Kubler-Ross’ second stage of grief, which I’m applying to disability, is anger. As my sight diminished bit by bit, first in the right eye, and then in the left, I found that the tasks I’d conquered as a toddler became more difficult.
Eating was a formidable challenge. I’d stab a green bean and miss, stab at a pineapple chunk and miss again. I specifically recall my uncle beside me at the dinner table, grabbing my hand and plunging it into the food, then hugging me tight and beginning to cry.
If I knocked the shampoo from a shelf in the shower, I searched the bottom of the tub till I wanted to tear the curtain from the rod,
. I could still see color, so finding coordinated clothing wasn’t too difficult, but I remember wearing mismatched shoes. I had no experience tuning into the tactile to catch the mistake.
I insisted on helping with breakfast in the kitchen, then knocked the pitcher of orange juice to the floor. Then I insisted on wiping up the sticky mess and sobbed.
All the mistakes forced me to face my new reality and further shook me from denial. But all of them plunged me into anger.
But unlike the anger of my mother and my then boyfriend who directed theirs at a God who would do this to me, I couldn’t conceive of such a God and direct it outward. I had no diagnosis, no cause. All my tests came back negative. I had no diabetes. So I couldn’t fiercely diet and call a halt to the retinal damage. I’d never been on the pill, so I couldn’t consider a different birth control method and stop the progress of my mysterious disease. I hadn’t caught anything contagious, so again I could do nothing. I’d tapped the best medical minds in the country and baffled them all. So I could blame no one.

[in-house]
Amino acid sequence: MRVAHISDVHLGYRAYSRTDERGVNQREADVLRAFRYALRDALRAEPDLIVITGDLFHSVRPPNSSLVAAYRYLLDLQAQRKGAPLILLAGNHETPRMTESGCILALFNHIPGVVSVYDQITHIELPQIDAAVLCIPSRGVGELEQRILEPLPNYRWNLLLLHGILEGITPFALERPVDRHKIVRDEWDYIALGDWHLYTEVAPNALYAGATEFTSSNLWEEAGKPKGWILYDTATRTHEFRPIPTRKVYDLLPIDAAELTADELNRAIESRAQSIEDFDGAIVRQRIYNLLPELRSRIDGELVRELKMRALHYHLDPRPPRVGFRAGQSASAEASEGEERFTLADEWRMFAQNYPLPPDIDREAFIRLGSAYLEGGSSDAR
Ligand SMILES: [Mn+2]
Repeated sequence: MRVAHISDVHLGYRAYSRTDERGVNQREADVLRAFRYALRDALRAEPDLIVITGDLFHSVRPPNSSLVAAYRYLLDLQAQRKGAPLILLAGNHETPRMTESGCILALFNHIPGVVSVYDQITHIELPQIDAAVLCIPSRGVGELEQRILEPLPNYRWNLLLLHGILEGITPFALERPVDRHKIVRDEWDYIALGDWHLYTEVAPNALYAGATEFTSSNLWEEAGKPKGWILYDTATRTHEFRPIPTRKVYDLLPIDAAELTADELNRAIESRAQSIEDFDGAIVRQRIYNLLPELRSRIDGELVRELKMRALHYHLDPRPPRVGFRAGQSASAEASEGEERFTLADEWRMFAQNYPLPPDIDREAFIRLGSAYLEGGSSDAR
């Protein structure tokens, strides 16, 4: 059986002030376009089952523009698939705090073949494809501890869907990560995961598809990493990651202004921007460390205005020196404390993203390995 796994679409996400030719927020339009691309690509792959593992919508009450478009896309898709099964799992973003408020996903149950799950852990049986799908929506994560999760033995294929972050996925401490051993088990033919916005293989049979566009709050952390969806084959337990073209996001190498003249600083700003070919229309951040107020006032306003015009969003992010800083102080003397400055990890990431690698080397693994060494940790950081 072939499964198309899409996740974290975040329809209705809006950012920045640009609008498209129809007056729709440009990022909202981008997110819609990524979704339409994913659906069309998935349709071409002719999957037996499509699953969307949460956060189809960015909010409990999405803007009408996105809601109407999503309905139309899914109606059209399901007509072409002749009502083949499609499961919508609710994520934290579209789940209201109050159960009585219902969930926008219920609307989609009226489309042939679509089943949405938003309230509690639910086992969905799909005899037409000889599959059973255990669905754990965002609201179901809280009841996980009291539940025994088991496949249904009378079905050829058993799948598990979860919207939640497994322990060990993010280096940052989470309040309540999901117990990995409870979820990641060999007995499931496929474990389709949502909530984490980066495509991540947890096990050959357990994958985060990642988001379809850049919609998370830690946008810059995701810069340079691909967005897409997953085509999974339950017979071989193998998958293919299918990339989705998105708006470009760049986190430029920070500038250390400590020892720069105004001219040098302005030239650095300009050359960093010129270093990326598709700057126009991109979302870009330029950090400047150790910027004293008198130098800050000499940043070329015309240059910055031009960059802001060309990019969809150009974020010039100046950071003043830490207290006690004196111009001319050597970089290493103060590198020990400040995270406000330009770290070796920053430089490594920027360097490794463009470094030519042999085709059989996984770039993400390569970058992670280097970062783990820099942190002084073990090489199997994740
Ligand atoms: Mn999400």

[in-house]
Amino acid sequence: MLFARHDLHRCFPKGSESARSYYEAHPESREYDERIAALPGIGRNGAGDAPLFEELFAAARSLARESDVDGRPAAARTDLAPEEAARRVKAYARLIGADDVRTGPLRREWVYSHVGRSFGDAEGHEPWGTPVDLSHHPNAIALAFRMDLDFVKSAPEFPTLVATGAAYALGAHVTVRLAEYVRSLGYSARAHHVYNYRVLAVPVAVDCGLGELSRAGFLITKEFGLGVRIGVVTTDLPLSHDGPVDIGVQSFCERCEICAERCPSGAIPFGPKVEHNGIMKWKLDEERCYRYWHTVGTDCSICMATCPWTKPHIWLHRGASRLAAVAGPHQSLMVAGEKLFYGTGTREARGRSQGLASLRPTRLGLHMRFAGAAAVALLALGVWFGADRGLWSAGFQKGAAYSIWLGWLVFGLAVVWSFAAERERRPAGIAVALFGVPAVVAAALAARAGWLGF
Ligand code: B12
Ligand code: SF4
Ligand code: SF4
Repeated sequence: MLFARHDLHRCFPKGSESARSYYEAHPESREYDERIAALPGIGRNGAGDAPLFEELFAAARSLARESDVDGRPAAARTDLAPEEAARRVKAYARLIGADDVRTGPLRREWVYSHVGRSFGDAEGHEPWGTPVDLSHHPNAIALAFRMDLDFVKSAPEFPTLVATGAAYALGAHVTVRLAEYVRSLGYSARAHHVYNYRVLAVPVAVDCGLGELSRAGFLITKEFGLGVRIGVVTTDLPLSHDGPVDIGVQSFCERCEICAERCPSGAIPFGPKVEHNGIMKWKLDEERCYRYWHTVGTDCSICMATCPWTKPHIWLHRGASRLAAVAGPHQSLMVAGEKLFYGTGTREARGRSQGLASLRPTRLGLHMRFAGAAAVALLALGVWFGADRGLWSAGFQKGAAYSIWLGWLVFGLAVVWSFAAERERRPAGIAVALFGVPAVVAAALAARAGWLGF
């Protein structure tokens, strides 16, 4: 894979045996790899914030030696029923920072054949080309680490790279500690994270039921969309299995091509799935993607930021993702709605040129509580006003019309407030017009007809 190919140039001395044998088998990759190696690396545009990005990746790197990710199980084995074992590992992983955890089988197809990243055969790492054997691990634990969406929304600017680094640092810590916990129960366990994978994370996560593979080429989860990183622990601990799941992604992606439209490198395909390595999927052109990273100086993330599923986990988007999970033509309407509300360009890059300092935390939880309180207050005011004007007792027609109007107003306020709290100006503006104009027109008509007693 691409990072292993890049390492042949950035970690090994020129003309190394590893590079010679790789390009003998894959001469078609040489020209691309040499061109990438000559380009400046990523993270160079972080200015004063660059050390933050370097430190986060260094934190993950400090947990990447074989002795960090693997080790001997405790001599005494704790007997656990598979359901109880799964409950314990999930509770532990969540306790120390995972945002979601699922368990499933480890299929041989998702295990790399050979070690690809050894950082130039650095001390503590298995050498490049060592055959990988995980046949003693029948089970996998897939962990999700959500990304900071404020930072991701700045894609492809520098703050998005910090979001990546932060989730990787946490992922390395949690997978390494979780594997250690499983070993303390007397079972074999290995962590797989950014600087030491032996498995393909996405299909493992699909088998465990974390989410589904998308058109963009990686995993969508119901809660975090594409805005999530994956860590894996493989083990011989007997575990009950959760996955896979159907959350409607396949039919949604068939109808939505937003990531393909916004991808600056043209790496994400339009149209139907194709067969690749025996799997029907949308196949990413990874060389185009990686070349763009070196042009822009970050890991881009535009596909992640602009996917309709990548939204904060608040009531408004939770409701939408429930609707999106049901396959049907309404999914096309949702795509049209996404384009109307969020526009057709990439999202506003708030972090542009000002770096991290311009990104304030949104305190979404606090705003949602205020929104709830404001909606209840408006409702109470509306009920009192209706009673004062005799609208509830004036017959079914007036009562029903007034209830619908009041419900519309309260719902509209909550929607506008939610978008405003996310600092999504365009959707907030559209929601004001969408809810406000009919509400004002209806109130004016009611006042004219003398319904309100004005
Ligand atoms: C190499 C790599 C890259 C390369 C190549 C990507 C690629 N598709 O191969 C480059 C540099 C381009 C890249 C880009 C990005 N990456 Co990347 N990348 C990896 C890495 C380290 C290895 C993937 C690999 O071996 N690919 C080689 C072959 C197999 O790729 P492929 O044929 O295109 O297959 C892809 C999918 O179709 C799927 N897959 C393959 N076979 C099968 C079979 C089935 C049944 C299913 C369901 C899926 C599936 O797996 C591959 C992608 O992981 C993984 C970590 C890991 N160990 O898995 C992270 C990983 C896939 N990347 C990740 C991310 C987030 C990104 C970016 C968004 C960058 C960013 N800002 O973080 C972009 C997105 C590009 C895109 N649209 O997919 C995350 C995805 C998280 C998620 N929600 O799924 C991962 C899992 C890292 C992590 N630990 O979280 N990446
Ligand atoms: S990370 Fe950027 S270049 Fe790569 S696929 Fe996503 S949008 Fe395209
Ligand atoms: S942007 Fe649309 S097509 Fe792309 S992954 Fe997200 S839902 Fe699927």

Still my anger grew, anger at myself, this new graceless, dependent, incompetent person I’d become.
And somewhere in the middle of this anger, I searched for answers, for strength, for peace. I found audio books and read, inspirational, spiritual material. I began to define what I believed and what I didn’t believe. And yes, I fell into bargaining, the third stage that Kubler-Ross describes. “Just one eye,” I’d whisper. How silly to be given two when, truly, one would be sufficient. I don’t remember promising anything in return, but surely I did. I wouldn’t be critical or gossipy. I’d give up swearing, gin and tonics.
The fascinating thing about life in these various stages, though, is that there still is affirmation of life and laughter and love and discovery. In the midst of my anger, I decided to volunteer at a Job Corps Center. I worked with young women a few years younger than I from the inner city. I typed up and edited their newsletter, taught guitar, and went on outings with them. The connections I formed then changed me. I also discovered that I could play piano by ear, something I’d never known.
Entering the training program helped. I found ways to pull off those tasks I’d mastered as a toddler. I began to leave childhood behind and walk with my cane with the stride of an adult, even with some confidence. I discovered ways to restore the multiple losses that accompany lost sight. I moved into an apartment by myself, landed a job, and pulled off a good bit of independence again.
But that was, surprisingly, when the fourth stage of Kubler-
Ross set in—depression. (coming soon)